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Foetal Alcohol Syndrome (FAS)
Written by: Antony Chiromba & Dr Ndumiso Tshuma
What is FASD?
Foetal alcohol syndrome (FAS) refers to conditions that can be caused in a child when the mother drinks alcohol during pregnancy. The problems that can be caused in children a different from one child to another. The problems caused can include brain damage, growth and behavioural problems. The term FAS is not used as a clinical diagnosis since it refers to the whole group of conditions, a child would have to be diagnosed with a specific alcohol related disorder by a doctor.
What causes FAS?
FAS is caused by drinking during pregnancy. The more alcohol a woman drinks during pregnancy, the greater number of problems in the baby. When a pregnant woman drinks alcohol the following happens:
1. Alcohol in the mother’s blood reaches the child by crossing the placenta
2. The child gets a high alcohol concentration because their body removes the alcohol slowly
3. The alcohol disturbs the flow of oxygen and nutrients to the growing baby
4. The exposure to alcohol ends up harming the growth of body organs and causing permanent brain damage.
What are the signs and symptoms of FAS?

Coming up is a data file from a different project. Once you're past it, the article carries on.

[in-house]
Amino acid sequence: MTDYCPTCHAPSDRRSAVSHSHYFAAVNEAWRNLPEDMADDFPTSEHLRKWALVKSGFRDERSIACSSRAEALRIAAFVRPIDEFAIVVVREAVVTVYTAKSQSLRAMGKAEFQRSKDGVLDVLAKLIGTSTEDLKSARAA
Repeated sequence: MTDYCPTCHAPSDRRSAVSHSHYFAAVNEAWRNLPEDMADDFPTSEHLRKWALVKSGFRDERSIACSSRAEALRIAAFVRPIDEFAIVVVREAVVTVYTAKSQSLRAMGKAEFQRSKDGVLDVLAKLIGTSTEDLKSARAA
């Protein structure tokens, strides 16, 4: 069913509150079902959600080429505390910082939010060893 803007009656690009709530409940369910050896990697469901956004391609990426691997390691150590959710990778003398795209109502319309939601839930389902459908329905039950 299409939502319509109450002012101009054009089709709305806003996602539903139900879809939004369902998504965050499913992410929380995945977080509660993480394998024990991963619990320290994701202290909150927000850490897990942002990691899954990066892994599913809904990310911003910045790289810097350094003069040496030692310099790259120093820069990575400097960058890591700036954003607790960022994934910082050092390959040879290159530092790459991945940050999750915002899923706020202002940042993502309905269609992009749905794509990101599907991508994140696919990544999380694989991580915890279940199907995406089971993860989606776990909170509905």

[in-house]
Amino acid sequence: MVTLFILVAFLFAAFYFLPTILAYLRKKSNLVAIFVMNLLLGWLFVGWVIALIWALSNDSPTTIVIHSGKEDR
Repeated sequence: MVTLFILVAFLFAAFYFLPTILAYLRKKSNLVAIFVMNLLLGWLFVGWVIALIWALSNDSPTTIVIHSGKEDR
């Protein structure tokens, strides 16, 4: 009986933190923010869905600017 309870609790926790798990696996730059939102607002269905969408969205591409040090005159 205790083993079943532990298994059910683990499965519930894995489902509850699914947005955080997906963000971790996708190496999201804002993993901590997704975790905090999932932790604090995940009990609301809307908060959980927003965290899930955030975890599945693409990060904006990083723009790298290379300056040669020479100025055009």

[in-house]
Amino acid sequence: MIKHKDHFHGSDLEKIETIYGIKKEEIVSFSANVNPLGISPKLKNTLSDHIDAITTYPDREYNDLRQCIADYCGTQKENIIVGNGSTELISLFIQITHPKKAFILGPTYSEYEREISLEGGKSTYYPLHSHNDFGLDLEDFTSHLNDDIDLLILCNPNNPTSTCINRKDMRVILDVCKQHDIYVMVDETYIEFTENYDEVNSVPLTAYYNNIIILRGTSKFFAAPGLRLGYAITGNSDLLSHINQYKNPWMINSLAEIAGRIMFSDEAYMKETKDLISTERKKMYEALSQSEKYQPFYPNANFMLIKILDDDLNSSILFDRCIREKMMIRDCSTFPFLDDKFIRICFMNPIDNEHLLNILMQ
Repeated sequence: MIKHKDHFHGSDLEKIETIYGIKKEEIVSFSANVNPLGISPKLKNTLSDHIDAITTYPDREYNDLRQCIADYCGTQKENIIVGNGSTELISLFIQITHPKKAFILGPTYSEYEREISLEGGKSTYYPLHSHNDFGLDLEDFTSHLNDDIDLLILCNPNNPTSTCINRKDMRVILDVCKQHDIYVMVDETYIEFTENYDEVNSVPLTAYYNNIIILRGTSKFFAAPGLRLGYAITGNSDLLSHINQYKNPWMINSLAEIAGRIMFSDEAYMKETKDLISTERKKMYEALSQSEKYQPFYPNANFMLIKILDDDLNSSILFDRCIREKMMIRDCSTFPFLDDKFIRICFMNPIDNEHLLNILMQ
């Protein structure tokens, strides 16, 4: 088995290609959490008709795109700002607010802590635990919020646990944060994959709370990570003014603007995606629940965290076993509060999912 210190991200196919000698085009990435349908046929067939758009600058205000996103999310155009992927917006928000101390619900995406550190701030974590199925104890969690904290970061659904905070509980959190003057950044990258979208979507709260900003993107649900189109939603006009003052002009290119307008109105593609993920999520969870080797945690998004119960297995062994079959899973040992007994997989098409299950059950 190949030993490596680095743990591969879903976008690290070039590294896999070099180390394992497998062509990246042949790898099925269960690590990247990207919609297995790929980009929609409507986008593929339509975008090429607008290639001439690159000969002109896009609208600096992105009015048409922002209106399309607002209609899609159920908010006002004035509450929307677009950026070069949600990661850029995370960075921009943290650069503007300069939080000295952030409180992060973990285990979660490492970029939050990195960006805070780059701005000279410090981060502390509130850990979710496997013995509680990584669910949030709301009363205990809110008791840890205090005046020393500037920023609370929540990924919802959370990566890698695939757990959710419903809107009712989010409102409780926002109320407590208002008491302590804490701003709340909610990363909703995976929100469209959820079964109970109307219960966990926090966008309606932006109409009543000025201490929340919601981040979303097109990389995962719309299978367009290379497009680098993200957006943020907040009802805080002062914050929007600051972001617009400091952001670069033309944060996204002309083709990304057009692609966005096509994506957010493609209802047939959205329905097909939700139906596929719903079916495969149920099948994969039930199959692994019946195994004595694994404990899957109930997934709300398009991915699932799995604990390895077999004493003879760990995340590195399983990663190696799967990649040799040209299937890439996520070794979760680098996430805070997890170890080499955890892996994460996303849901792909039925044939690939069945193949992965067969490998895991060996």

Because FAS refers to a group of alcohol related conditions, the signs and symptoms are varied from one child to another. The most common signs and symptoms include:
1. Sleep and sucking problems as a baby
2. Delayed speech and language skills
3. Abnormal facial features
4. Small head size
5. Short height for their age
6. Low body weight
7. Poor coordination
8. Behavioural problems, for example hyperactive behaviour and attention difficulties
9. Learning problems, poor memory and difficulty in school (especially with math)
10. Vision or hearing problems
11. Problems with the heart, kidneys, or bones
What treatment is there for FAS?
Unfortunately, there is no treatment for FAS and the condition lasts a lifetime. However, early diagnosis of FAS helps with some of the problems and improve the child’s growth and development.
How is FASD prevented?
Prevention is very simple. Help women avoid drinking alcohol if:
1. they are pregnant
2. they think they are pregnant
3. they are trying to get pregnant
Where can one get help if I think my child has FAS?
Visit your nearest clinic or hospital for assistance in evaluating the child. If they cannot, they will refer you to a specialist who can assist. Remember, for a child to reach their full potential it is essential to get help as early as possible if you suspect your child has FASD.
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